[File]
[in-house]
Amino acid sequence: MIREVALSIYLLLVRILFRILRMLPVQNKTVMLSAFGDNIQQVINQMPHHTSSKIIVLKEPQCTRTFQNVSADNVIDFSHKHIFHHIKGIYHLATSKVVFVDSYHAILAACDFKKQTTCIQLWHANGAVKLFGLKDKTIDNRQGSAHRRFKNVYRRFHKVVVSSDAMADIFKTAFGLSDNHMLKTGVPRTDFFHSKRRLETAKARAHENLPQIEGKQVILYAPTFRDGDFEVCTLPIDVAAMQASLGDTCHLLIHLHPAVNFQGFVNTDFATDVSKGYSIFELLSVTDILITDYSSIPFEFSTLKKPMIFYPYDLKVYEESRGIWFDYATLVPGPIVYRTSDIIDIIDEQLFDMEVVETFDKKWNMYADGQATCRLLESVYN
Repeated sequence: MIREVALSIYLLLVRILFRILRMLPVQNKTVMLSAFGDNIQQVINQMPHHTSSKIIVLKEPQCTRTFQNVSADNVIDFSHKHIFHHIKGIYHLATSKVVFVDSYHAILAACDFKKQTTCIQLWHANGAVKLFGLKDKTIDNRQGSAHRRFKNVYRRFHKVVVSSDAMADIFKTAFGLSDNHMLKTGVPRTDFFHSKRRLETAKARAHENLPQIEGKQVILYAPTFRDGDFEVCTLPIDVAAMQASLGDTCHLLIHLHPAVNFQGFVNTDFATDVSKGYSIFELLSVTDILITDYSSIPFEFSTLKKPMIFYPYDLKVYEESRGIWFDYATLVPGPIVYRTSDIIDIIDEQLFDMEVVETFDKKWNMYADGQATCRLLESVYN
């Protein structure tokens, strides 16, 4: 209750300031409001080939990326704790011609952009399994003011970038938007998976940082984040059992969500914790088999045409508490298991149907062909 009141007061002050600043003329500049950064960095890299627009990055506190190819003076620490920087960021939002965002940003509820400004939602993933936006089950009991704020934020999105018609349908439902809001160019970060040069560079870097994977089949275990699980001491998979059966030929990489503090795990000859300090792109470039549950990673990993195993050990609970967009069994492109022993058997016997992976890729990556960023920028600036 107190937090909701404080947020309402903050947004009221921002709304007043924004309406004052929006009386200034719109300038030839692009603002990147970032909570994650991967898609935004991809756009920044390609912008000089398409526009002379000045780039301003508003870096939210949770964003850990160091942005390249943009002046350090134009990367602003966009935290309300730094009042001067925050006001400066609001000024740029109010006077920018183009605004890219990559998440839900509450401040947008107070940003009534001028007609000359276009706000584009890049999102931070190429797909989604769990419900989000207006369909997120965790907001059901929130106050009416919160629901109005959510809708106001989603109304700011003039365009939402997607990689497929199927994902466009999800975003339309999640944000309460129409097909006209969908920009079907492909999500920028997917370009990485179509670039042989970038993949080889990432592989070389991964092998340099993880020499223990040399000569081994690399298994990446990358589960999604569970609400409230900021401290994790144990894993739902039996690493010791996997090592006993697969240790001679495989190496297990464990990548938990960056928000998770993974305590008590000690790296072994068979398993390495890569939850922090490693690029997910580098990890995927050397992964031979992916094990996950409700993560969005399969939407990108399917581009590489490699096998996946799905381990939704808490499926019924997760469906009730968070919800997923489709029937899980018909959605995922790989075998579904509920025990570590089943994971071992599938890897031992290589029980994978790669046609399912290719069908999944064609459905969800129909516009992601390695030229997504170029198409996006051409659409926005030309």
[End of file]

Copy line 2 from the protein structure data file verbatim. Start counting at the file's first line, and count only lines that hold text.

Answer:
Amino acid sequence: MIREVALSIYLLLVRILFRILRMLPVQNKTVMLSAFGDNIQQVINQMPHHTSSKIIVLKEPQCTRTFQNVSADNVIDFSHKHIFHHIKGIYHLATSKVVFVDSYHAILAACDFKKQTTCIQLWHANGAVKLFGLKDKTIDNRQGSAHRRFKNVYRRFHKVVVSSDAMADIFKTAFGLSDNHMLKTGVPRTDFFHSKRRLETAKARAHENLPQIEGKQVILYAPTFRDGDFEVCTLPIDVAAMQASLGDTCHLLIHLHPAVNFQGFVNTDFATDVSKGYSIFELLSVTDILITDYSSIPFEFSTLKKPMIFYPYDLKVYEESRGIWFDYATLVPGPIVYRTSDIIDIIDEQLFDMEVVETFDKKWNMYADGQATCRLLESVYN